In December of 2014, 3DPrint.com covered the development of a 3D printed capsule designed specifically to hold a camera that would then be attached to a weather balloon, for the purpose of getting some amazing photos and videos from the stratosphere. Capsules like these have been used in experiments for a couple of years, with mixed results. In June of 2013, Stanford University students Bryan Chan, Ved Chirayath, Ashish Goel, Tyler Reid, and Paul Tarantino launched a weather balloon containing a GoPro camera in a 3D printed capsule over the Grand Canyon. Their goals were numerous, from gathering data for Chirayath’s research on fluid lensing to simply getting some pretty cool pictures from space.
The experiment, it soon turned out, was a bust, despite months of careful preparation and research. The balloon launched successfully, and traveled nearly 100,000 feet high before coming down 50 miles away from the launch point. Unfortunately, the results were lost due to one of the most universal frustrations of the developed world: loss of cell phone coverage.
To track the balloon’s flight, the team had attached a GPS-equipped smartphone to the capsule. With the ubiquity of cell phone towers, they didn’t expect it to land in a zero-coverage area, which is, of course, exactly what happened. Their project ended up somewhere in the middle of the Arizona desert, with the GPS inaccessible and thus no way for the students to access their balloon.
“We planned our June 2013 launch at a specific time and place such that the phone was projected to land in an area with cell coverage,” said one of the students, identified by the user name trexarmsss, in a Reddit post. “The problem was that the coverage map we were relying on (looking at you, AT&T) was not accurate, so the phone never got signal as it came back to Earth, and we never heard from it.”
AT&T, however, redeemed themselves, if accidentally. Two years after the failed experiment, an AT&T employee was hiking in the desert and stumbled upon the crashed balloon. Using the data from the phone’s sim card, the woman was able to track down the students and return their project to them.
“We did have a backup transponder on board,” Reid noted, “which broadcast in the amateur radio band, but this proved too faint to be of use. The payload ran out its batteries and lay dormant in the desert for nearly 2 years. By some miracle, a hiker found our payload but unfortunately all identifying marks had worn off or blow away. It seems that cattle trampled our payload at some point, destroying most of the styrofoam box and 3D printed housing.”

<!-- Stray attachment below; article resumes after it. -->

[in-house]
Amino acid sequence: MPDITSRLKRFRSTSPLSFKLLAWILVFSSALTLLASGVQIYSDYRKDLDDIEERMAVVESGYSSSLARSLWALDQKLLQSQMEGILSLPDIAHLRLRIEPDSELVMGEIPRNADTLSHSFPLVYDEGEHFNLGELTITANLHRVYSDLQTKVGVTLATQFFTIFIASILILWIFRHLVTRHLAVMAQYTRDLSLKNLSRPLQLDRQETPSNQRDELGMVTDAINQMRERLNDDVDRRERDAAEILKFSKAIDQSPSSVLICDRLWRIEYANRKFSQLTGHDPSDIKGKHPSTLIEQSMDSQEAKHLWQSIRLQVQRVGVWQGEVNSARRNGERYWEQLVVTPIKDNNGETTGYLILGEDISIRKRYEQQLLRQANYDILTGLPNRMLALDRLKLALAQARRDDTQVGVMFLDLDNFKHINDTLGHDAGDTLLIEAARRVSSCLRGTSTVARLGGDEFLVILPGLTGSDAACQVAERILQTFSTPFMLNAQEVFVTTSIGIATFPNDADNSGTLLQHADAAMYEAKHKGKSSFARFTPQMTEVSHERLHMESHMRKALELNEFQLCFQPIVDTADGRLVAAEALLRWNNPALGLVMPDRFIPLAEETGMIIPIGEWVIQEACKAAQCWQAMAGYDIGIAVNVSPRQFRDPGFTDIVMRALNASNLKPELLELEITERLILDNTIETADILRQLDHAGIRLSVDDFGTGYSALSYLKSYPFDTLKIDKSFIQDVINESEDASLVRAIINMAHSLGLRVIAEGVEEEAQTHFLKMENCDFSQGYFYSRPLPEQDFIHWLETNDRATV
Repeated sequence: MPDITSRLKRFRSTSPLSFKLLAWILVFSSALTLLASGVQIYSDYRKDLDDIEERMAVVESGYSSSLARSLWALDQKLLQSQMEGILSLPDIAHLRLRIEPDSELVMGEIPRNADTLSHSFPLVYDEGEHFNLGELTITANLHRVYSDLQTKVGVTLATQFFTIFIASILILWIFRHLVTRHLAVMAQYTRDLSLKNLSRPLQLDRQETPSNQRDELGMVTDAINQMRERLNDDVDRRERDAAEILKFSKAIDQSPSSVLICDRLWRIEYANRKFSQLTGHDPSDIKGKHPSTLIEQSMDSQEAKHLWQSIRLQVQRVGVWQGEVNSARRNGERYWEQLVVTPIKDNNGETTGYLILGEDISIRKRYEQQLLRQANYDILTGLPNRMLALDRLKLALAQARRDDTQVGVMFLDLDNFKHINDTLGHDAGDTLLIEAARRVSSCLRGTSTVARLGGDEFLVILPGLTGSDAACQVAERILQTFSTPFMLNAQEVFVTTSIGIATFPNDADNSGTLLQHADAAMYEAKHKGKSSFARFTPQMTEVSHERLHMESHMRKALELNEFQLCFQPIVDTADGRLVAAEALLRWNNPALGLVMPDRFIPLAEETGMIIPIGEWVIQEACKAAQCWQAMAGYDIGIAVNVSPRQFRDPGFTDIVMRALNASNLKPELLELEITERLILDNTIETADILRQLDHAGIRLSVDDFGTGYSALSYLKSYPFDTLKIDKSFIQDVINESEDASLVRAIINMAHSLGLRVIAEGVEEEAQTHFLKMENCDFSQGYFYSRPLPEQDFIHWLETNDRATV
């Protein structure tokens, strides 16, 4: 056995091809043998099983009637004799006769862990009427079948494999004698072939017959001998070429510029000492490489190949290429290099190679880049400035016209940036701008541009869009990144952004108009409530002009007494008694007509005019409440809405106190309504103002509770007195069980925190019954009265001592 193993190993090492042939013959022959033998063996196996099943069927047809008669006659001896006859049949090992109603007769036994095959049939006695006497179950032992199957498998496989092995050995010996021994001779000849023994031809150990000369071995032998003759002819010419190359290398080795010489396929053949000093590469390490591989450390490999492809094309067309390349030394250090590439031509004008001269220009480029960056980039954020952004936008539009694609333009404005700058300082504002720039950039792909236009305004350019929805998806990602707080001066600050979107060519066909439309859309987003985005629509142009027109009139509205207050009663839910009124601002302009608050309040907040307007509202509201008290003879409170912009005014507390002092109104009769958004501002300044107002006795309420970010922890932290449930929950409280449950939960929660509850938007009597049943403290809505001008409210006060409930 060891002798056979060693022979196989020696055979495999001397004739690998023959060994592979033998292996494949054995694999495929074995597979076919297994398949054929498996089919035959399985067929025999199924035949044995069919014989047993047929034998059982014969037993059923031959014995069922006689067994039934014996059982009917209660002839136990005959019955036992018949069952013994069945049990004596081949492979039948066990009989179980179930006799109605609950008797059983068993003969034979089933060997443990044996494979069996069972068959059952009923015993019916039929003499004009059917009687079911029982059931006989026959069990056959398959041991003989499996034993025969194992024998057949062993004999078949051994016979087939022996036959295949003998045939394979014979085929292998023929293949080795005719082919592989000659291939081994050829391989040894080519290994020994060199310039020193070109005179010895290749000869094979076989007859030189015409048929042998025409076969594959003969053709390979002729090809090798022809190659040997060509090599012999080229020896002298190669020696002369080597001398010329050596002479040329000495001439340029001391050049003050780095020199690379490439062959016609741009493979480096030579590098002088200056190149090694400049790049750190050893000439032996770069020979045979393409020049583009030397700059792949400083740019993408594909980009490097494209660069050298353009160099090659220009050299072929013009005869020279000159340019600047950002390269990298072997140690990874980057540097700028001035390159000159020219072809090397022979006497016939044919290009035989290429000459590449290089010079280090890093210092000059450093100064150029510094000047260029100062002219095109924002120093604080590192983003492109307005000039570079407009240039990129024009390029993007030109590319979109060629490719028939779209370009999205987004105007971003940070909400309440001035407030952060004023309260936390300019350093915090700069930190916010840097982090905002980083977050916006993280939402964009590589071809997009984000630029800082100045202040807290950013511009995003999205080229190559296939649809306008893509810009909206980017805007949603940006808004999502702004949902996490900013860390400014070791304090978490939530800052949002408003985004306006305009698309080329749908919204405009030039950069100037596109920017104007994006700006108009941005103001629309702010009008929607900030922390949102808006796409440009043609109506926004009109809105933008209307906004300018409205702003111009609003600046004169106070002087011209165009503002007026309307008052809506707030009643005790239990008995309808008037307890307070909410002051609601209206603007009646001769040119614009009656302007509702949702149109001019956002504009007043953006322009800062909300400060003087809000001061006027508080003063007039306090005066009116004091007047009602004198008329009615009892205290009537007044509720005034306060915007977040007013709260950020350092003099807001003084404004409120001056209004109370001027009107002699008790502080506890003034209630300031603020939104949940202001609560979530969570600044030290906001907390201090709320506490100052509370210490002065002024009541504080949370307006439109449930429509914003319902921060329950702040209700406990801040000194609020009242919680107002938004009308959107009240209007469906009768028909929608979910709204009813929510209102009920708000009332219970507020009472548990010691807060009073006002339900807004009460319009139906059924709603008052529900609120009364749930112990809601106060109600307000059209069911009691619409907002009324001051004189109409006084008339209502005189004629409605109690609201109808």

The capsule and balloon were pretty beat up, due to the potential cattle romping, but the footage and data were intact. And what footage it was. When the students recovered the camera, they discovered a stunning video of the Grand Canyon from space. Watching the video, the viewer can see the dusty Arizona desert slowly recede as the balloon rises. Slowly, the curve of the Earth becomes visible, and a panoramic view from space appears. Watch the abridged version of the video below:
“We were blown away, absolutely blown away,” Chan told Canada’s CBC Radio upon retrieving the lost footage. “I was absolutely floored by the stuff we got.”
Want to try a weather balloon experiment yourself? A 3D printed balloon capsule is inexpensive, and, as the Stanford students discovered, highly durable, capable of protecting delicate equipment over two years of harsh desert conditions and cattle trampling. Discuss this story in the 3D Printed Capsule forum thread on 3DPB.com.
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